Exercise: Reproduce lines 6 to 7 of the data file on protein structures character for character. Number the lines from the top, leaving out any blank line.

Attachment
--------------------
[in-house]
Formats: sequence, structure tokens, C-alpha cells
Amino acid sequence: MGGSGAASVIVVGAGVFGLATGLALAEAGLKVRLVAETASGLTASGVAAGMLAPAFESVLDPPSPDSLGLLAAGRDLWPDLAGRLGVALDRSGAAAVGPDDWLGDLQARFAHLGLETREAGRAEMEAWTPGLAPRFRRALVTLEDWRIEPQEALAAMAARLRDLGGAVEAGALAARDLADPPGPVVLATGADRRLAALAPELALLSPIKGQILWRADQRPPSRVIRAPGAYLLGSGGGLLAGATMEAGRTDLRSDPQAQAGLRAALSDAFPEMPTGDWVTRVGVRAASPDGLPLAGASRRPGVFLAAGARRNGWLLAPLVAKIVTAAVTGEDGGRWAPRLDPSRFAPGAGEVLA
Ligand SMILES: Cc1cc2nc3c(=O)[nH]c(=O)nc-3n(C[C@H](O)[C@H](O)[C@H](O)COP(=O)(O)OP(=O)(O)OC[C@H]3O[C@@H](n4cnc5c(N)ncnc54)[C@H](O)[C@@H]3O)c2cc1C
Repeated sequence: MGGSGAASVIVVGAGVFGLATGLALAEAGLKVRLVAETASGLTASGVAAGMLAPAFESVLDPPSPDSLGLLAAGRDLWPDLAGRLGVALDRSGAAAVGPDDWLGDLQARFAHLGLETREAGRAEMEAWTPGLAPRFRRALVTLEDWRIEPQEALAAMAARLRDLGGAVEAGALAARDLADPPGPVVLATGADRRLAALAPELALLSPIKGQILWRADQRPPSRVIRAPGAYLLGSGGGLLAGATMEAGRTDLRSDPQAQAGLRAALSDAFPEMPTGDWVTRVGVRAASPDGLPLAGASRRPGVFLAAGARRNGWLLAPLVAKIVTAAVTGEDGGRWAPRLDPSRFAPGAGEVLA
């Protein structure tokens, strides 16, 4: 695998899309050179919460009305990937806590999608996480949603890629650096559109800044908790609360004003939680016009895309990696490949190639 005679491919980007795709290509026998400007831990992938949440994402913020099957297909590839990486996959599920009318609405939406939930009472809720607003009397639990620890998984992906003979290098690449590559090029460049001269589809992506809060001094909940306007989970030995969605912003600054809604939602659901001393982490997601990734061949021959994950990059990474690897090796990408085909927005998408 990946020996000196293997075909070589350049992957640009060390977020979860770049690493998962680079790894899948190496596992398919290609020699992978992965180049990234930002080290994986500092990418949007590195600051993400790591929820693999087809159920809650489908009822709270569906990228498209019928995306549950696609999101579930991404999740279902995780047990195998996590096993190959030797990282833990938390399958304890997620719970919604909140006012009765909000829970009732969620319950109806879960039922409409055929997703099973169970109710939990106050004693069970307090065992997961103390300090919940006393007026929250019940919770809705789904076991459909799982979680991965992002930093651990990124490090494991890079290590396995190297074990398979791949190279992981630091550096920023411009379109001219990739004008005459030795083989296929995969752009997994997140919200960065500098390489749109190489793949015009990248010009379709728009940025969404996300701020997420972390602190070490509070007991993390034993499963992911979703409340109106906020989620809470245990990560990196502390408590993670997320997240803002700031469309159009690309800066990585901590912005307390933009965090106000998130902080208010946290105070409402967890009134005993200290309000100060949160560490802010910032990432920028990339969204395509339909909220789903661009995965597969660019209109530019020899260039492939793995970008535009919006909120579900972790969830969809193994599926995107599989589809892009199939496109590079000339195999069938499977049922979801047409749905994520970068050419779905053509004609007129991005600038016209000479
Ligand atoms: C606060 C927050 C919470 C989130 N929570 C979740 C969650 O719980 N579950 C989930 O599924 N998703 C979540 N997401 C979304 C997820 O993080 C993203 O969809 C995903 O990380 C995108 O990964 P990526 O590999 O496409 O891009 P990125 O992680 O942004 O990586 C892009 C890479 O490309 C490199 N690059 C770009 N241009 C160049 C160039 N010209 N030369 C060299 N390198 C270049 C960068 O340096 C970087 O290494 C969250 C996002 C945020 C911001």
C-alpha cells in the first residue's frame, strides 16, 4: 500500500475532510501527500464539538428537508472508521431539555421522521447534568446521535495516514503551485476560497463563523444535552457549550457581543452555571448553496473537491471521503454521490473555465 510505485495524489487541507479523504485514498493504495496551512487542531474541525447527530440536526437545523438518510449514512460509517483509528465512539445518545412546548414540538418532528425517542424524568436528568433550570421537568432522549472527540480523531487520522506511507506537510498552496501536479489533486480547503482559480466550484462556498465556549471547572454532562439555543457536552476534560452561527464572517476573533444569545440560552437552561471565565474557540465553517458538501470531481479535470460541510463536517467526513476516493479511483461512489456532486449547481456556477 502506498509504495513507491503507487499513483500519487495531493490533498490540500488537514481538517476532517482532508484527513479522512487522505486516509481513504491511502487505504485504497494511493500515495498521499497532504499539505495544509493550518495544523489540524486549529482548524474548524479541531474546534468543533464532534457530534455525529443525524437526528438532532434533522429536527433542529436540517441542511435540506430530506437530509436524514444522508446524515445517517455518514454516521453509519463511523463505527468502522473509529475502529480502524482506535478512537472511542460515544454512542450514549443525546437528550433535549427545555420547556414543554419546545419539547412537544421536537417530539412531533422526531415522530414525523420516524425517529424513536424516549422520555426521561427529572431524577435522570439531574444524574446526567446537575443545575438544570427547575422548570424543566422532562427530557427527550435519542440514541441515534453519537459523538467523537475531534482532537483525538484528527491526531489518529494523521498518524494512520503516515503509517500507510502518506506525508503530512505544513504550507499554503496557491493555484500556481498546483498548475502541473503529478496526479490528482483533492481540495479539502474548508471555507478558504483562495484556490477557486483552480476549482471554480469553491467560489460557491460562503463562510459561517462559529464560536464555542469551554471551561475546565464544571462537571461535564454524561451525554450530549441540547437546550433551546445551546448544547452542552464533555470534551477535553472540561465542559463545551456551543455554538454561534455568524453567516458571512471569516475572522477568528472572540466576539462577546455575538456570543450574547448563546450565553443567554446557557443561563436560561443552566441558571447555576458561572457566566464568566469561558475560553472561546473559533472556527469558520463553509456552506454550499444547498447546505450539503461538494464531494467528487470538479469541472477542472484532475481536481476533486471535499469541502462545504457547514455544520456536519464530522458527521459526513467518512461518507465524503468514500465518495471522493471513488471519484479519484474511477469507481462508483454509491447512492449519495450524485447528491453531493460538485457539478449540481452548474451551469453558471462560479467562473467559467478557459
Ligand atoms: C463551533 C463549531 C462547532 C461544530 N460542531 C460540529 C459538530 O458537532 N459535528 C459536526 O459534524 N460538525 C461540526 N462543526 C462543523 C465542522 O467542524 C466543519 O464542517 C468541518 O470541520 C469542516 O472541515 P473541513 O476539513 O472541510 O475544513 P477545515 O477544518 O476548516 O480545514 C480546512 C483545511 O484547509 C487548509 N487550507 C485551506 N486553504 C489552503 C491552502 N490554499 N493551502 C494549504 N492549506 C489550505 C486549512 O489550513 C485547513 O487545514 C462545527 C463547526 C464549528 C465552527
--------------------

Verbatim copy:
């Protein structure tokens, strides 16, 4: 695998899309050179919460009305990937806590999608996480949603890629650096559109800044908790609360004003939680016009895309990696490949190639 005679491919980007795709290509026998400007831990992938949440994402913020099957297909590839990486996959599920009318609405939406939930009472809720607003009397639990620890998984992906003979290098690449590559090029460049001269589809992506809060001094909940306007989970030995969605912003600054809604939602659901001393982490997601990734061949021959994950990059990474690897090796990408085909927005998408 990946020996000196293997075909070589350049992957640009060390977020979860770049690493998962680079790894899948190496596992398919290609020699992978992965180049990234930002080290994986500092990418949007590195600051993400790591929820693999087809159920809650489908009822709270569906990228498209019928995306549950696609999101579930991404999740279902995780047990195998996590096993190959030797990282833990938390399958304890997620719970919604909140006012009765909000829970009732969620319950109806879960039922409409055929997703099973169970109710939990106050004693069970307090065992997961103390300090919940006393007026929250019940919770809705789904076991459909799982979680991965992002930093651990990124490090494991890079290590396995190297074990398979791949190279992981630091550096920023411009379109001219990739004008005459030795083989296929995969752009997994997140919200960065500098390489749109190489793949015009990248010009379709728009940025969404996300701020997420972390602190070490509070007991993390034993499963992911979703409340109106906020989620809470245990990560990196502390408590993670997320997240803002700031469309159009690309800066990585901590912005307390933009965090106000998130902080208010946290105070409402967890009134005993200290309000100060949160560490802010910032990432920028990339969204395509339909909220789903661009995965597969660019209109530019020899260039492939793995970008535009919006909120579900972790969830969809193994599926995107599989589809892009199939496109590079000339195999069938499977049922979801047409749905994520970068050419779905053509004609007129991005600038016209000479
Ligand atoms: C606060 C927050 C919470 C989130 N929570 C979740 C969650 O719980 N579950 C989930 O599924 N998703 C979540 N997401 C979304 C997820 O993080 C993203 O969809 C995903 O990380 C995108 O990964 P990526 O590999 O496409 O891009 P990125 O992680 O942004 O990586 C892009 C890479 O490309 C490199 N690059 C770009 N241009 C160049 C160039 N010209 N030369 C060299 N390198 C270049 C960068 O340096 C970087 O290494 C969250 C996002 C945020 C911001």